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  • PreK-12 Public Education: How Massive Underfunding Threatens Connecticut's Social and Economic Future

    In preparation for the 2016 elections, the Connecticut Conference of Municipalities issued this candidate bulletin detailing flaws in Connecticut’s school funding system and why a new formula is needed. In addition to calling for a new school funding formula, the candidate bulletin urges state policymakers to implement changes to how special education is funded.

  • Improving the Equity and Efficiency of Connecticut’s State K-12 Education Funding – A Student-Based Funding Proposal

    In its 2015 report, the Connecticut Policy Institute offers a detailed proposal for how to reform state education funding in Connecticut. The paper reviews the shortcomings of Connecticut’s current funding system and lays out a detailed proposal for replacing this structure with a new funding system centered on students, not educational bureaucracies. The report also discusses how much state educational aid each municipality or district would receive under the proposal, along with the implications of tweaking different aspects of the proposal.

  • Local Funding of Educational Services and Infrastructure

    This report from the Connecticut Economic Resource Center examines local contributions to public education in Connecticut and how those contributions compare across the state. Additionally, the report looks at local contributions to education in the context of a city/town's property wealth.

  • Major Issues in Financing PreK-12 Public Education: Achieving a Balanced Local-State Relationship

    In preparation for the 2014 elections, the Connecticut Conference of Municipalities issued this report to candidates detailing flaws in Connecticut’s school funding system and why a new formula is needed. The report specifically highlights the tax burden on municipalities and what the CCM believes the state – local relationship should look like for education.

  • Pro-Family Tax Reform in Connecticut: A Roadmap for Improvement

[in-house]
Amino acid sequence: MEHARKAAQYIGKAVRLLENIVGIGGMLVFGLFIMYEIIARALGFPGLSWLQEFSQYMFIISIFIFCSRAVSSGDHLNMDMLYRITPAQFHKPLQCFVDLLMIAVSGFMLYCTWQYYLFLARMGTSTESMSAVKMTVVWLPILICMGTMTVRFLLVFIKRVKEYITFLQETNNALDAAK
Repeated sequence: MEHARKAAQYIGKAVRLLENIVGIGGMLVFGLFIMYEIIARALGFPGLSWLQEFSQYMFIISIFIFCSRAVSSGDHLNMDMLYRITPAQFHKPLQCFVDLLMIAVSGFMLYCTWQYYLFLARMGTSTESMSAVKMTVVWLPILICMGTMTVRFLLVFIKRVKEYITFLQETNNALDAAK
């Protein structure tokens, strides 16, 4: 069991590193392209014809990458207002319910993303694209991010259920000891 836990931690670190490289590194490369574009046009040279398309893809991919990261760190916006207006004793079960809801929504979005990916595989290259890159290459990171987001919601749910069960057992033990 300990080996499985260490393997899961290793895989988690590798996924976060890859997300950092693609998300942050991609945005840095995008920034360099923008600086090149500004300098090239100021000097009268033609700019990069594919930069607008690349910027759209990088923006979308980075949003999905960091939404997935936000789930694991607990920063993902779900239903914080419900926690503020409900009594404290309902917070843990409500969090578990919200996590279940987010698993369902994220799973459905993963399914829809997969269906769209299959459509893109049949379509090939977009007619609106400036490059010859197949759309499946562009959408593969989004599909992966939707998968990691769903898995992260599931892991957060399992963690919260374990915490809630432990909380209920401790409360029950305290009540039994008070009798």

A whitepaper discussing Connecticut’s tax system and its failure to offer any adjustments in income tax liability for families raising kids. The paper calls on state leaders to use the tax code to support children and their families by implement child tax credits and additional deductions.

  • Task Force to Study State Education Funding – Final Report

    The final report for the State of Connecticut’s Task Force to Study State Education Funding features recommendations to address problems with the Education Cost Sharing (ECS) grant formula, which distributes the largest share of state education aid to towns, and certain other major state education grants. The final recommendations build on interim recommendations to (1) support efforts to increase and make more predictable ECS funding; (2) update and improve the ECS formula; (3) support equitable funding for school choice programs, including interdistrict magnet schools and regional agriscience technology centers; and (4) explore fairer and more reasonable approaches to funding services for students with special educational needs. Due to the state's budget constraints, the Task Force offered its recommendations without a specific recommendation for more ECS funding.

  • Education Finance in Connecticut: Overreliance on the Property Tax

    Report highlights Connecticut’s overreliance on local property taxes for school funding and examines what the tax burden means for municipalities. The report also recommends changes to Connecticut’s school funding system and offers insight into how the current system came to exist.

  • Problems with Connecticut’s Education Cost Sharing Grant

    This Connecticut Voices for Children report examines the flaws in Connecticut’s ECS formula and the challenges they present to fairly funding public schools. The report calls for Connecticut to align state aid with local need and for lawmakers to create an equitable funding system that will help achieve educational equality.

  • CCJEF v. Rell (2010)

    The Connecticut Supreme Court ruled a lower court erred in dismissing claims filed in 2005 by the Connecticut Coalition for Justice in Education Funding. CCJEF filed suit on behalf of students and families, contending the state’s failure to properly fund public schools inadequately prepares students for higher education and employment opportunities. The Court held the state constitution requires "public schools provide their students with an education suitable to give them the opportunity to be responsible citizens able to participate fully in democratic institutions, such as jury service and voting, and to prepare them to progress to institutions of higher education, or to attain productive employment and otherwise to contribute to the state's economy." The decision allows plaintiffs to continue to pursue their suit that the state has failed to adequately fund its lowest-performing schools.

  • The Property Tax – School Funding Dilemma

    The report includes a comprehensive review of recent research on both the property tax and school funding, and summarizes case studies of seven states—California, Massachusetts, Michigan, New Hampshire, New Jersey, Ohio, and Texas, the majority of them heavily reliant on property tax revenues to fund schools.